MBJ: What steps can be taken to improve the passengers’ experience at the Montgomery Regional Airport?

Gentry: We can look at a loyalty rewards program of using the airport. The world is pretty endless there – offering x number of days parking. One of the companies we’re reviewing right now offers a loyalty rewards program that’s transaction-based. The individual would set up the credit card they use so they can not only attract points from the airports they use, but expand to the hotels. Those points that are collected are distributed to any loyalty rewards program you have whether it’s with an airline or hotel.

MBJ: Any other programs or services being considered?

Gentry: We have a beautiful terminal. You can travel around the country and see airports with more flights than us and more passengers with not-as-many amenities. Everything is on the table to be looked at.

MBJ: Will there will additional retail outlets at the airport?

Gentry: We have the space. It’s a matter of having someone come in and give a shot at it. One thing we need to highlight here is that the airport has free WiFi. You get to Atlanta and there is no free WiFi. People like to point out to me that Birmingham recently added a fast lane for TSA. There is not a reason to add that here because you can (easily) clear the TSA lines even with a sizeable amount of traffic.

MBJ: What are your long-term goals?

Gentry: The key thing we will address is leakage.

MBJ: By leakage, you mean passengers going to other airports.

Gentry: Correct. It’s important for us to address this piece. The three long-term goals are: air service, and inside air service we are going to address the leakage; additional service, which could be additional flights or upgrade in aircraft size. And then community awareness.

MBJ: Can Montgomery’s main runway handle larger planes?

Gentry: Yes. There are no facility constraints.

MBJ: What does community awareness entail?

Gentry: It is a big piece to tackle the leakage. We are going to make the community aware of the initiatives and the data, which you will find if you look around the country at other airports compared to us when you talk about delays – we are all facing the same amount of delays. The challenge is the Air Traffic Control system on many flights they can handle. So you end with ground halts and ask (pilots) to slow down en route. This just isn’t Montgomery – it’s everywhere. Everybody faces the challenges and the advantage we have is we have a lot of concrete here. We don’t run into the long holds once you land. Some folks will experience a ground hold going into Dallas or Atlanta. When you taxi out, they will hold you on the ground.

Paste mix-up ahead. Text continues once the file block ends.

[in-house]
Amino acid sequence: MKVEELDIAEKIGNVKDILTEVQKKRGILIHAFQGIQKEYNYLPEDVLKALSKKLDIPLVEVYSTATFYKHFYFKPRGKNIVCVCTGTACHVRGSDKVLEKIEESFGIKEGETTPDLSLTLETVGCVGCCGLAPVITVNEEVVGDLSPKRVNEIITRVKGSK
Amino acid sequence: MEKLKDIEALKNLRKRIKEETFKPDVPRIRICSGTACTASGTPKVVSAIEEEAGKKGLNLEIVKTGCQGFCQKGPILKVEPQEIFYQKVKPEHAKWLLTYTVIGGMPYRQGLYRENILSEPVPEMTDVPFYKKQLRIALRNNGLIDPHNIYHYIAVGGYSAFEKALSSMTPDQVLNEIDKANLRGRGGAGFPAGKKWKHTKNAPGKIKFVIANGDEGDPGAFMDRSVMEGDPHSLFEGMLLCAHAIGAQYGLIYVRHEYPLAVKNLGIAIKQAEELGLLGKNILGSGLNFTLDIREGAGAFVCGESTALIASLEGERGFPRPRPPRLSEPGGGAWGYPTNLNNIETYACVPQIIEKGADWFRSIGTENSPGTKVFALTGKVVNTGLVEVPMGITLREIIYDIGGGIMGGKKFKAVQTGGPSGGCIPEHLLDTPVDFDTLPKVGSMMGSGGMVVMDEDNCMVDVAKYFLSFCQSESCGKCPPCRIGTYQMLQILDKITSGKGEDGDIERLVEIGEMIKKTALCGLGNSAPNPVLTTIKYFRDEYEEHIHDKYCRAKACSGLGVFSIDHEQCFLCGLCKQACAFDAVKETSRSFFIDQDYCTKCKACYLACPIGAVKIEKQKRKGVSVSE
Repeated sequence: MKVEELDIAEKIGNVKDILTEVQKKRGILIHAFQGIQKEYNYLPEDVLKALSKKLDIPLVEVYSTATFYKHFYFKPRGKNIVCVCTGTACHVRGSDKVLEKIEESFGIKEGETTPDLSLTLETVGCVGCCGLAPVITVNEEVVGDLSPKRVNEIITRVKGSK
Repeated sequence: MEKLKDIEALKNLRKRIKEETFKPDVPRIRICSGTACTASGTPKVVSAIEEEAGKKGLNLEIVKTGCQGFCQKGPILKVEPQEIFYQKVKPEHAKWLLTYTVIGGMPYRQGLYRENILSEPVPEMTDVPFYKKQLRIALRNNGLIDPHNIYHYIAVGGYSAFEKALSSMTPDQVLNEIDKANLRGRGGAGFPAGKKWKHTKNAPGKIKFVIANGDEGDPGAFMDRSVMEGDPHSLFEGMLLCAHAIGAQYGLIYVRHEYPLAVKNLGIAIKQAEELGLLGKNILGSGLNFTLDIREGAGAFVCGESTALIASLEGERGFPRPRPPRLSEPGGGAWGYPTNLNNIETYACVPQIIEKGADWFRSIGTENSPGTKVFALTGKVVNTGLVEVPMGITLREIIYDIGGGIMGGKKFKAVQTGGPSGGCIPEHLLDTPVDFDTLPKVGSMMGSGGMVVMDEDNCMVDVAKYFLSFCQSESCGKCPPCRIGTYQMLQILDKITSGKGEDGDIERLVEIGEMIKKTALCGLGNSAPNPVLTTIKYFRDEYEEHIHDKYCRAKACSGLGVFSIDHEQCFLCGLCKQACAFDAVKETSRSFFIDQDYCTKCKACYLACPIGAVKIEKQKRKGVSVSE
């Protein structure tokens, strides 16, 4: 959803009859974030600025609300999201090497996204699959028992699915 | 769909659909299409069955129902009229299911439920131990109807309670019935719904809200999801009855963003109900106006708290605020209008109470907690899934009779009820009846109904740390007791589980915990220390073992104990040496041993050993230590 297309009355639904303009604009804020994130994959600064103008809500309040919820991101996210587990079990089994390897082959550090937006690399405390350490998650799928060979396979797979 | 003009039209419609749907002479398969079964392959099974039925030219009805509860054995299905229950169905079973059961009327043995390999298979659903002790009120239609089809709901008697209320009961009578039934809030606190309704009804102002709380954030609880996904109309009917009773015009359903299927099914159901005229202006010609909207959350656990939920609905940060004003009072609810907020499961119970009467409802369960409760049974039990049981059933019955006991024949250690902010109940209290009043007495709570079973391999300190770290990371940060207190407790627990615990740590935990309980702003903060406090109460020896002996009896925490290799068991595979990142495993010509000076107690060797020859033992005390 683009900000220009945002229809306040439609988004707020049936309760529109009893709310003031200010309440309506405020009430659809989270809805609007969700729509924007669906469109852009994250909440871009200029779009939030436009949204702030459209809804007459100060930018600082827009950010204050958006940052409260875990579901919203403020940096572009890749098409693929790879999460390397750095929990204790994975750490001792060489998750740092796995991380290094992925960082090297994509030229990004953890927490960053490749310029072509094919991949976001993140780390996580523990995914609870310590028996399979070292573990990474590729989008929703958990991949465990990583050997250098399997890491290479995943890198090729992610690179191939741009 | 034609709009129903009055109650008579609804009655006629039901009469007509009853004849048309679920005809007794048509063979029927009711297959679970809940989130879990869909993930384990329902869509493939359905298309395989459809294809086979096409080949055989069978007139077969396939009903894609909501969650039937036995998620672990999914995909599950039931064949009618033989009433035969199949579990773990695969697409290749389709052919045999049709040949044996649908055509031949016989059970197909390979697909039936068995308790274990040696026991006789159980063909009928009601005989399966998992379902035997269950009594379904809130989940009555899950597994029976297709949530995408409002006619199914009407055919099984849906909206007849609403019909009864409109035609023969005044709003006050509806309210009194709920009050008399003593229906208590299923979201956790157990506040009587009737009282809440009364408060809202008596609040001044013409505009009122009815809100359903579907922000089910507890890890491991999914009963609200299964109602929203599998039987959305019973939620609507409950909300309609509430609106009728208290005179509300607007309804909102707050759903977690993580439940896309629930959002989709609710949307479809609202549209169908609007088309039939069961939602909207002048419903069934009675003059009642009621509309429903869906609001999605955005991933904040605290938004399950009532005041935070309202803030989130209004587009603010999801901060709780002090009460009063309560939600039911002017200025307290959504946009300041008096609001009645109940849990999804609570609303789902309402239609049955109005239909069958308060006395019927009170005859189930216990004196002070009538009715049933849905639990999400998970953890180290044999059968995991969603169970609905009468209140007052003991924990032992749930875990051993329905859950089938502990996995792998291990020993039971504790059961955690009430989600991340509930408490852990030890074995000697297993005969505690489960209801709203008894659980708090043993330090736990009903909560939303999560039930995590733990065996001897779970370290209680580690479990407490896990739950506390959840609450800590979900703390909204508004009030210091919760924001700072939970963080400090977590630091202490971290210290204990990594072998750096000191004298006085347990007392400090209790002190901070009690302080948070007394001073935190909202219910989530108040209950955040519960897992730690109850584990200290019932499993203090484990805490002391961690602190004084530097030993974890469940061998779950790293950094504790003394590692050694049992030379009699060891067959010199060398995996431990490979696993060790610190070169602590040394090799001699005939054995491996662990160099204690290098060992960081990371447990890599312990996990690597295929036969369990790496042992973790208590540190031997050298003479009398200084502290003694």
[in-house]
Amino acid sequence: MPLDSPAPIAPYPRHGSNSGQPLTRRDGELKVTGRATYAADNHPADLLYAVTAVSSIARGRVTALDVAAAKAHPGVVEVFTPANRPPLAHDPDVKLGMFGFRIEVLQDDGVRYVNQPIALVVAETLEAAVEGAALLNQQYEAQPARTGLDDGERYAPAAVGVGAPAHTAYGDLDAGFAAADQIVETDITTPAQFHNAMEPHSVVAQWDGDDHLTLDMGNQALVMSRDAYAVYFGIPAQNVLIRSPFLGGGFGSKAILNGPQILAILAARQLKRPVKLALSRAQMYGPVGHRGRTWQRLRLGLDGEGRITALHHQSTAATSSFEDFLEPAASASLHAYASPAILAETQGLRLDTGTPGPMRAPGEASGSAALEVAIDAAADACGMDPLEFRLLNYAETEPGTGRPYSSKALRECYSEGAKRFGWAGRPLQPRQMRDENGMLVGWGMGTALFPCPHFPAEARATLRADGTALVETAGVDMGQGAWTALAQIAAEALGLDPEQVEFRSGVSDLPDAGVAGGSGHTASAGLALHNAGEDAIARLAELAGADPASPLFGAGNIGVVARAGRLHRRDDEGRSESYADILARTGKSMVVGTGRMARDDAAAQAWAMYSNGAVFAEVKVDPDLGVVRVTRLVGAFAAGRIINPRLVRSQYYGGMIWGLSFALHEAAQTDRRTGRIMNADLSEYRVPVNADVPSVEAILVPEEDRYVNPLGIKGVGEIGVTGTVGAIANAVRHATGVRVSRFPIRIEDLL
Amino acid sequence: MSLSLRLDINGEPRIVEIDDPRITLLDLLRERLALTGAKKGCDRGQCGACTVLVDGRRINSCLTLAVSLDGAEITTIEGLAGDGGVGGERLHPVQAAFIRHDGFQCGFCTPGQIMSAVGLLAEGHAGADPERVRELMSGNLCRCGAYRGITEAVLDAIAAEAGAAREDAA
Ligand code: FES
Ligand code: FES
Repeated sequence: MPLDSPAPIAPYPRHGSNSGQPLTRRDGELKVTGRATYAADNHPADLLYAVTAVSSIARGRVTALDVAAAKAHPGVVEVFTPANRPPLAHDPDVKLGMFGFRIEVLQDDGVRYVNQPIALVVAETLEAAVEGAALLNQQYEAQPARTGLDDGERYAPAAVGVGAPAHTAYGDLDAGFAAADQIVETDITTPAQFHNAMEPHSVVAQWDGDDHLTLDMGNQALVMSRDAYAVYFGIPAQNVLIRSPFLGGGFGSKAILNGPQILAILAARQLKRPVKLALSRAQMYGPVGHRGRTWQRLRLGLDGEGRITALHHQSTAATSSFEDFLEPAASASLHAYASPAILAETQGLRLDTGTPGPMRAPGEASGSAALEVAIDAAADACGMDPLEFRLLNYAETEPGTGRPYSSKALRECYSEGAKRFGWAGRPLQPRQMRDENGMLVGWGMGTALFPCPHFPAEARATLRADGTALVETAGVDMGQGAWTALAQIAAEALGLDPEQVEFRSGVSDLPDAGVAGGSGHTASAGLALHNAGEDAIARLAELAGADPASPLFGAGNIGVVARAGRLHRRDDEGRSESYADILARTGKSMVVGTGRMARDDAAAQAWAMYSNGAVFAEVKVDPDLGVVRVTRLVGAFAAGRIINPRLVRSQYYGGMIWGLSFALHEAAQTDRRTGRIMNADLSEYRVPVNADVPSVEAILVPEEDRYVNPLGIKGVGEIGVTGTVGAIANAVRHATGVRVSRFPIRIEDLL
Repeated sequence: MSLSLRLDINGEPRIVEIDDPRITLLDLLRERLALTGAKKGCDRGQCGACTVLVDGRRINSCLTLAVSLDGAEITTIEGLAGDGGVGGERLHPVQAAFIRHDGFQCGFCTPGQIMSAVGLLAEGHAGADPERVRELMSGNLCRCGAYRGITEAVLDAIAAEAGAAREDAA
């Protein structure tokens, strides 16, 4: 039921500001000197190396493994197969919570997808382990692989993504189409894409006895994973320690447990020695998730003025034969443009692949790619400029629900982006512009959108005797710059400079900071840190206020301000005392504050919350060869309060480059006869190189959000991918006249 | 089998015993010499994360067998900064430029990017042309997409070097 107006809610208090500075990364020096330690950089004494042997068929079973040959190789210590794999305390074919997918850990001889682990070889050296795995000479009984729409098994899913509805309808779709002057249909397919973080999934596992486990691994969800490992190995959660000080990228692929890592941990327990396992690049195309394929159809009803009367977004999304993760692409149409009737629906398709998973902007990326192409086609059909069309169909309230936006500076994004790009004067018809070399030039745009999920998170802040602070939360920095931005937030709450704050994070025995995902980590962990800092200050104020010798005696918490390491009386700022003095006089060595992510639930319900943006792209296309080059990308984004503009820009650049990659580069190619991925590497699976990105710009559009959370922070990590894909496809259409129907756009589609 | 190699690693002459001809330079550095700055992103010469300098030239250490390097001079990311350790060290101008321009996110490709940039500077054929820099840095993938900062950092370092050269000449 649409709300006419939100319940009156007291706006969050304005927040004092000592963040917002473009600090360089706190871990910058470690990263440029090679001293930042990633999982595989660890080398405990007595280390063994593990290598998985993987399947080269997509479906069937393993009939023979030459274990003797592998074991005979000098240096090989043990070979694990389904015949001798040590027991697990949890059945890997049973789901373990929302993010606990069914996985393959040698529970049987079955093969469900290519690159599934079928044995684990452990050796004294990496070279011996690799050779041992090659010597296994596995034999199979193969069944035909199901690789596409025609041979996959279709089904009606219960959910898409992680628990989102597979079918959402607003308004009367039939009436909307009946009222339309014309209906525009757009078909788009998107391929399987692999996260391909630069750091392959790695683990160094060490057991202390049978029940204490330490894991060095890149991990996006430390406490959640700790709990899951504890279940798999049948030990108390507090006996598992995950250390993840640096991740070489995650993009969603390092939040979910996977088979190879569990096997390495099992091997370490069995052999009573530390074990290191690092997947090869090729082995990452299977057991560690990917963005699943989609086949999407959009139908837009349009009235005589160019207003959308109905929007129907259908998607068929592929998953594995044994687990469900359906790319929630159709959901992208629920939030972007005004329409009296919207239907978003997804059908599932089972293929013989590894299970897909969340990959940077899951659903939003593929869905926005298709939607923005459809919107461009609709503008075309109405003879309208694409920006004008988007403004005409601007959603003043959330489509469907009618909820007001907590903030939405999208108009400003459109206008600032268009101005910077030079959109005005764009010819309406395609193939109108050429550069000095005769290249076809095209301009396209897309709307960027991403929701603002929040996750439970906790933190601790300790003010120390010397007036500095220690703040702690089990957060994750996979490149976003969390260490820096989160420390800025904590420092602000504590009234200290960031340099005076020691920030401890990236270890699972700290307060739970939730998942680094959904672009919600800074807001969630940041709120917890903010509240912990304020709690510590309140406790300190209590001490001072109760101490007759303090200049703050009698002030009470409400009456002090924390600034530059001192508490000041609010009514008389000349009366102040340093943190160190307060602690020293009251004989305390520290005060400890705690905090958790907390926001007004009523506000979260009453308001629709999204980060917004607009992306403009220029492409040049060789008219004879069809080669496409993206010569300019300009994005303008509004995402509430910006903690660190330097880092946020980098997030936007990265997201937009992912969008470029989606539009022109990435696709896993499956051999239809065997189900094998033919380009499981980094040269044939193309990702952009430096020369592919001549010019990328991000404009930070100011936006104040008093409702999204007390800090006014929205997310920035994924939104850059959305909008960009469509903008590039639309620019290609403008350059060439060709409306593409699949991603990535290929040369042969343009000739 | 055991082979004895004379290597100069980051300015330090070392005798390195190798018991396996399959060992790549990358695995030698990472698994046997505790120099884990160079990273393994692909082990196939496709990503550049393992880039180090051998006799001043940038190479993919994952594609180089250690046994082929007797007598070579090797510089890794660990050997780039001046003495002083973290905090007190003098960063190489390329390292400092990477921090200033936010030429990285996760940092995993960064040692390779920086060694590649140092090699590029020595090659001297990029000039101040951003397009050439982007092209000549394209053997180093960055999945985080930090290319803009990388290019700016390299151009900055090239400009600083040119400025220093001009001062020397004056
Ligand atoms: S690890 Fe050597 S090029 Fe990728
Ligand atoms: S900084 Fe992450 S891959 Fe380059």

MBJ: That’s definitely one of the advantages to a smaller airport – you don’t sit on the ground waiting for other planes to depart or arrive.

Gentry: Right. The topography is perfect here – it’s flat. The facility can support all weather types. The advantage is that we are a little south of that line, where we are not as susceptible to ice and snow.

MBJ: Montgomery Area Chamber of Commerce Chairman of the Board of Directors Leslie Sanders said your role is one of an ambassador/lobbyist fighting for the airport.

Gentry: Sure. We are championing the cause of the airport. Again it comes back to: You don’t hear people talk about those 15 to 20 great experiences (at the airport).

MBJ: You’re saying that people don’t hear the good stories.

Gentry: You have to realize what all is involved in air travel. You are looking at the most-regulated industry in the world. Looking behind the scenes at what makes a flight run on time – just to move those passengers – and then people talk about the fare. It’s all based on availability. When the airlines are running at 70 percent load factors out of here - those cheap seats are taken up pretty rapidly.